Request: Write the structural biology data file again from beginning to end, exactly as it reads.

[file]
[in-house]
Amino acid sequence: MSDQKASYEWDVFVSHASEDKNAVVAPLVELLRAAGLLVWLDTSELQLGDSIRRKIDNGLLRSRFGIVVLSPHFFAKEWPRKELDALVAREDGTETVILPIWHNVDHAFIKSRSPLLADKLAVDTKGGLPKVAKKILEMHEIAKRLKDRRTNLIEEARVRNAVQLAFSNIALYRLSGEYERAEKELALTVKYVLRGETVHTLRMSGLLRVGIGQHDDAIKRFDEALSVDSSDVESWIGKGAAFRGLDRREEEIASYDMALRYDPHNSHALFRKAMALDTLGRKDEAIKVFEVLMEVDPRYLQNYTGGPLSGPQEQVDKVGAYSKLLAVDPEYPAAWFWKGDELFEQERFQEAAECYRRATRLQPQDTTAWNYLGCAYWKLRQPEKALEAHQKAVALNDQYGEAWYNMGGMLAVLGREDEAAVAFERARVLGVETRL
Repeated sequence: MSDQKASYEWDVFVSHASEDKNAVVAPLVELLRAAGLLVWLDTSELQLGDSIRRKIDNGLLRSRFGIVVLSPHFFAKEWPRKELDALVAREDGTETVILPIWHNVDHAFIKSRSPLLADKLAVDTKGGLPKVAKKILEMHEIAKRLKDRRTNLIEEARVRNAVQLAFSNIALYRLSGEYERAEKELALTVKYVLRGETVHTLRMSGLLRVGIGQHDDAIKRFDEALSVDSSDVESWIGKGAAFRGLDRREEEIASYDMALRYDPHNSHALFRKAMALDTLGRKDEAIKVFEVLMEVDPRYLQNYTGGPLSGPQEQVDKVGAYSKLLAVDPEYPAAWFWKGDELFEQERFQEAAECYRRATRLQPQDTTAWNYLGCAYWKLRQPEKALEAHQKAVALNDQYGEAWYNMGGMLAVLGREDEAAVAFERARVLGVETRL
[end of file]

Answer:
[in-house]
Amino acid sequence: MSDQKASYEWDVFVSHASEDKNAVVAPLVELLRAAGLLVWLDTSELQLGDSIRRKIDNGLLRSRFGIVVLSPHFFAKEWPRKELDALVAREDGTETVILPIWHNVDHAFIKSRSPLLADKLAVDTKGGLPKVAKKILEMHEIAKRLKDRRTNLIEEARVRNAVQLAFSNIALYRLSGEYERAEKELALTVKYVLRGETVHTLRMSGLLRVGIGQHDDAIKRFDEALSVDSSDVESWIGKGAAFRGLDRREEEIASYDMALRYDPHNSHALFRKAMALDTLGRKDEAIKVFEVLMEVDPRYLQNYTGGPLSGPQEQVDKVGAYSKLLAVDPEYPAAWFWKGDELFEQERFQEAAECYRRATRLQPQDTTAWNYLGCAYWKLRQPEKALEAHQKAVALNDQYGEAWYNMGGMLAVLGREDEAAVAFERARVLGVETRL
Repeated sequence: MSDQKASYEWDVFVSHASEDKNAVVAPLVELLRAAGLLVWLDTSELQLGDSIRRKIDNGLLRSRFGIVVLSPHFFAKEWPRKELDALVAREDGTETVILPIWHNVDHAFIKSRSPLLADKLAVDTKGGLPKVAKKILEMHEIAKRLKDRRTNLIEEARVRNAVQLAFSNIALYRLSGEYERAEKELALTVKYVLRGETVHTLRMSGLLRVGIGQHDDAIKRFDEALSVDSSDVESWIGKGAAFRGLDRREEEIASYDMALRYDPHNSHALFRKAMALDTLGRKDEAIKVFEVLMEVDPRYLQNYTGGPLSGPQEQVDKVGAYSKLLAVDPEYPAAWFWKGDELFEQERFQEAAECYRRATRLQPQDTTAWNYLGCAYWKLRQPEKALEAHQKAVALNDQYGEAWYNMGGMLAVLGREDEAAVAFERARVLGVETRL